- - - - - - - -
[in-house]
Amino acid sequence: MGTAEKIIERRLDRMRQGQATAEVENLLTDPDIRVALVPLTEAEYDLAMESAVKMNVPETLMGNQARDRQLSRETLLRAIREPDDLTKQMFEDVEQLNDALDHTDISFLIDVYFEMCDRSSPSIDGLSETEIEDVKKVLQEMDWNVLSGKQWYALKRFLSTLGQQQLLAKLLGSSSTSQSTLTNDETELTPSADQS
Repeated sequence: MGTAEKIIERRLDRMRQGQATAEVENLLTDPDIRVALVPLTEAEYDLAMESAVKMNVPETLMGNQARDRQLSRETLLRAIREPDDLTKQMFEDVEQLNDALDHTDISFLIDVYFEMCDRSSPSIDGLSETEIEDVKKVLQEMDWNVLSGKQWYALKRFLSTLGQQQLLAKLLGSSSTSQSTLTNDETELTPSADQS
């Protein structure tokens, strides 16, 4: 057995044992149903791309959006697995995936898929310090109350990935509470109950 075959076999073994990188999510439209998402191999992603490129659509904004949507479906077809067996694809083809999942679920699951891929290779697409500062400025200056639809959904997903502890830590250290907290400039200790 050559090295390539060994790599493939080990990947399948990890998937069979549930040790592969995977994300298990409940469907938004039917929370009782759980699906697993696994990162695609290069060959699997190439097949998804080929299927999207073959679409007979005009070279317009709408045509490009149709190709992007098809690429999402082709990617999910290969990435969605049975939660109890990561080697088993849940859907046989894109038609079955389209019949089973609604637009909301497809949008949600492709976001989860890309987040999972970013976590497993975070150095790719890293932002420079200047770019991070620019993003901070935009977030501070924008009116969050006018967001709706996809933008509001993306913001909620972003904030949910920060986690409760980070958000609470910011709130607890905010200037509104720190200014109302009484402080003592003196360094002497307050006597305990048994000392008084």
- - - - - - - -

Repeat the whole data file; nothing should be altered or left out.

[in-house]
Amino acid sequence: MGTAEKIIERRLDRMRQGQATAEVENLLTDPDIRVALVPLTEAEYDLAMESAVKMNVPETLMGNQARDRQLSRETLLRAIREPDDLTKQMFEDVEQLNDALDHTDISFLIDVYFEMCDRSSPSIDGLSETEIEDVKKVLQEMDWNVLSGKQWYALKRFLSTLGQQQLLAKLLGSSSTSQSTLTNDETELTPSADQS
Repeated sequence: MGTAEKIIERRLDRMRQGQATAEVENLLTDPDIRVALVPLTEAEYDLAMESAVKMNVPETLMGNQARDRQLSRETLLRAIREPDDLTKQMFEDVEQLNDALDHTDISFLIDVYFEMCDRSSPSIDGLSETEIEDVKKVLQEMDWNVLSGKQWYALKRFLSTLGQQQLLAKLLGSSSTSQSTLTNDETELTPSADQS
């Protein structure tokens, strides 16, 4: 057995044992149903791309959006697995995936898929310090109350990935509470109950 075959076999073994990188999510439209998402191999992603490129659509904004949507479906077809067996694809083809999942679920699951891929290779697409500062400025200056639809959904997903502890830590250290907290400039200790 050559090295390539060994790599493939080990990947399948990890998937069979549930040790592969995977994300298990409940469907938004039917929370009782759980699906697993696994990162695609290069060959699997190439097949998804080929299927999207073959679409007979005009070279317009709408045509490009149709190709992007098809690429999402082709990617999910290969990435969605049975939660109890990561080697088993849940859907046989894109038609079955389209019949089973609604637009909301497809949008949600492709976001989860890309987040999972970013976590497993975070150095790719890293932002420079200047770019991070620019993003901070935009977030501070924008009116969050006018967001709706996809933008509001993306913001909620972003904030949910920060986690409760980070958000609470910011709130607890905010200037509104720190200014109302009484402080003592003196360094002497307050006597305990048994000392008084």